Climate Change Adaptation in Africa (CCAA)

Canada’s Total Contribution: $6,125,208

Targeted Region: Africa

Funding Period: 2009/2010, 2010/2011, 2011/2012, 2012/2013, 2013/2014

Delivery Channel:

  • International Development Research Centre (IDRC)

Description

By fostering research and capacity building, and a culture of knowledge sharing among researchers and those affected by climate change, the Climate Change Adaptation (CCAA) program, which ran from 2006-2012, contributed to a growing body of expertise that will benefit those most vulnerable. The program was jointly delivered by the IDRC and the UK Department for International Development and supported 41 research projects in 33 countries.

These included two initiatives that continue after the end of the program: the African Climate Change Fellowship Program (ACCFP), which provides scholarships for the pursuit of advanced research on climate change adaptation, and AfricaAdapt, a multi-media platform that links researchers, development organizations, donors and others with a stake in African adaptation. Further, as part of the evolution of CCAA, a research-to-policy platform called Africa Interact was set up and funded by IDRC.

Results/Expected Outcomes

The Climate Change Adaptation in Africa (CCAA) project made a lasting contribution to Africa’s capacity to adapt to climate change by nurturing a strong cadre of researchers and institutions.

By engaging directly with vulnerable communities, the research supported by CCAA contributed a clearer understanding of vulnerability, new respect for traditional knowledge, and field-tested adaptation solutions. Projects also involved policymakers in the research process, which led to greater understanding of policy processes, enhanced policy dialogue and coordination and, in a number of cases, uptake of research in adaptation plans.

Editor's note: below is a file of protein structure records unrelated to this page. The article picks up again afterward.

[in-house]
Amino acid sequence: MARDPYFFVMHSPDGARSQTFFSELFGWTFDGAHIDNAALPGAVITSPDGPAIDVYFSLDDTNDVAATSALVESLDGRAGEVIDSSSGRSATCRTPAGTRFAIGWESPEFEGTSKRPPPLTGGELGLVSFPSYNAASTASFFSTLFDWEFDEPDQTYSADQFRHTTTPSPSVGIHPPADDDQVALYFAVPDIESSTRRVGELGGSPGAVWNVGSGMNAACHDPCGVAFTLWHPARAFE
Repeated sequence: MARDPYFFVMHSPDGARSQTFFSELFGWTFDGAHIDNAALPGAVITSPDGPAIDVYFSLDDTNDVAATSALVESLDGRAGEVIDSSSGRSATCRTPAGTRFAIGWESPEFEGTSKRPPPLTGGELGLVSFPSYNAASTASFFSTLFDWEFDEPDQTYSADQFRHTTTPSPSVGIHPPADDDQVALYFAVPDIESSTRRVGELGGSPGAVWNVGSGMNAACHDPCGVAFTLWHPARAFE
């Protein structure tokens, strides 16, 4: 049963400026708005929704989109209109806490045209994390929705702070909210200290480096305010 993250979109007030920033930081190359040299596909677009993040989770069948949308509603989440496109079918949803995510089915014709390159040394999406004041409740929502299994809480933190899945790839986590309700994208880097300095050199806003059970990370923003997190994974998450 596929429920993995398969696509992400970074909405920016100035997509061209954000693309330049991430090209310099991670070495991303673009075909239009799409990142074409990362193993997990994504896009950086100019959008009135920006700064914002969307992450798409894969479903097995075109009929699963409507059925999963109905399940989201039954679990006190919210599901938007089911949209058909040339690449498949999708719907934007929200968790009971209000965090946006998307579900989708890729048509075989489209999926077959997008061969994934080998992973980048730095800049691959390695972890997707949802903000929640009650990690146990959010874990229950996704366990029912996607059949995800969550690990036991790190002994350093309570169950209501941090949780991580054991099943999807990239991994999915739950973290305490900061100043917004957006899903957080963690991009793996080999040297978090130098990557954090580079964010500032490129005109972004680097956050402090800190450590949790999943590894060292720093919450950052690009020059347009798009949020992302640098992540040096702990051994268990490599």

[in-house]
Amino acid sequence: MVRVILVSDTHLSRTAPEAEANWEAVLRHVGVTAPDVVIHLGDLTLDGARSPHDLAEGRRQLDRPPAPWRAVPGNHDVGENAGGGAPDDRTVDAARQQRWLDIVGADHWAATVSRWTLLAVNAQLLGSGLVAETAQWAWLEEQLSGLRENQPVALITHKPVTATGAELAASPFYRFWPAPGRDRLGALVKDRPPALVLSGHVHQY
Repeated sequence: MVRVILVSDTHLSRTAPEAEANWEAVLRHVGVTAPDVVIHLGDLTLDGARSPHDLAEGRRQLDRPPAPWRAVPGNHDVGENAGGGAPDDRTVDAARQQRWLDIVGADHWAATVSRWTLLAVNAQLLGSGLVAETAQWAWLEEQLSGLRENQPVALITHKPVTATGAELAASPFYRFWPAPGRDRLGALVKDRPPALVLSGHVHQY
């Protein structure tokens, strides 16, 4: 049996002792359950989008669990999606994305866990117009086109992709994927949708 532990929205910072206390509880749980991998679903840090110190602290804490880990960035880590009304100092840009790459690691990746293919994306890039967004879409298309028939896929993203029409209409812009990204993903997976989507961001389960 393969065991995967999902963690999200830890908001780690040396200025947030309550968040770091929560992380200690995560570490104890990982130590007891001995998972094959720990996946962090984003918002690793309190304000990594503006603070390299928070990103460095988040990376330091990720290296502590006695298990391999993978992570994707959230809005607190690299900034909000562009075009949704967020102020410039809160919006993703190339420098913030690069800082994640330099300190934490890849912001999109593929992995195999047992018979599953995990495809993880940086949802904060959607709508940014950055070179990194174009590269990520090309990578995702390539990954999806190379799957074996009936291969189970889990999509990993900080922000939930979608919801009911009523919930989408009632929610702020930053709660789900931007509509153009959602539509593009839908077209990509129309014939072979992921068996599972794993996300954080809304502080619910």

Key results achieved as of the end of the project (March 2012): (i) More than 200 African organizations carried out research on climate change adaptation as lead, collaborating, or participating institutions; (ii) 68 scholars and professionals deepened their expertise through the African Climate Change Fellowships Program; and, (iii) 11 people associated with CCAA worked on the Fifth Assessment Report of the Intergovernmental Panel on Climate Change (IPCC).

For more details on the results, consult the program’s final report.

Climate Change and Water (CCW)

Canada’s Total Contribution: $18,646,253

Targeted Region: Multiple

Funding Period: 2009/2010, 2010/2011, 2011/2012, 2012/2013, 2013/2014

Delivery Channel:

  • International Development Research Centre (IDRC)

Description

The Climate Change and Water Program (CCW) supports applied multidisciplinary research to improve adaptation efforts to the water-related impacts of climate change. The CCW program, which runs from 2010-2015, supports research institutions in developing countries advance knowledge about the water-related impacts of climate change, identify a range of options and strategies for coping with such impacts, and generate evidence that can be used to inform adaptation policy and practice.

Results/Expected Outcomes

The Climate Change and Water (CCW) program has supported more than 78 projects in 50 countries across Africa, Asia, Latin America and the Caribbean. Expected outcomes include: cases of national or municipal policy change are affected or informed by the program’s research, improvements in access to water are evident as a result of CCW policies, and improvements in capacity to adapt to climate change and a reduction in vulnerability to water stress at multiple scales – from small communities to larger sub-regions containing a large population.

Climate change programming within the Ecosystems and Human Health (Ecohealth) program

Canada’s Total Contribution: $1,131,583

Targeted Region: Africa and the Americas

Funding Period: 2013/2014

Delivery Channel:

  • International Development Research Centre (IDRC)

Description

The Ecosystems and Human Health (Ecohealth) program supports researchers in developing countries to produce evidence and policies for improving public health and fostering healthier and ecologically sound development. A subset of the program's portfolio aims to increase understanding of the health risks pertaining to climate change, and to identify adaptation options for increasing the health and resilience of people and ecosystems.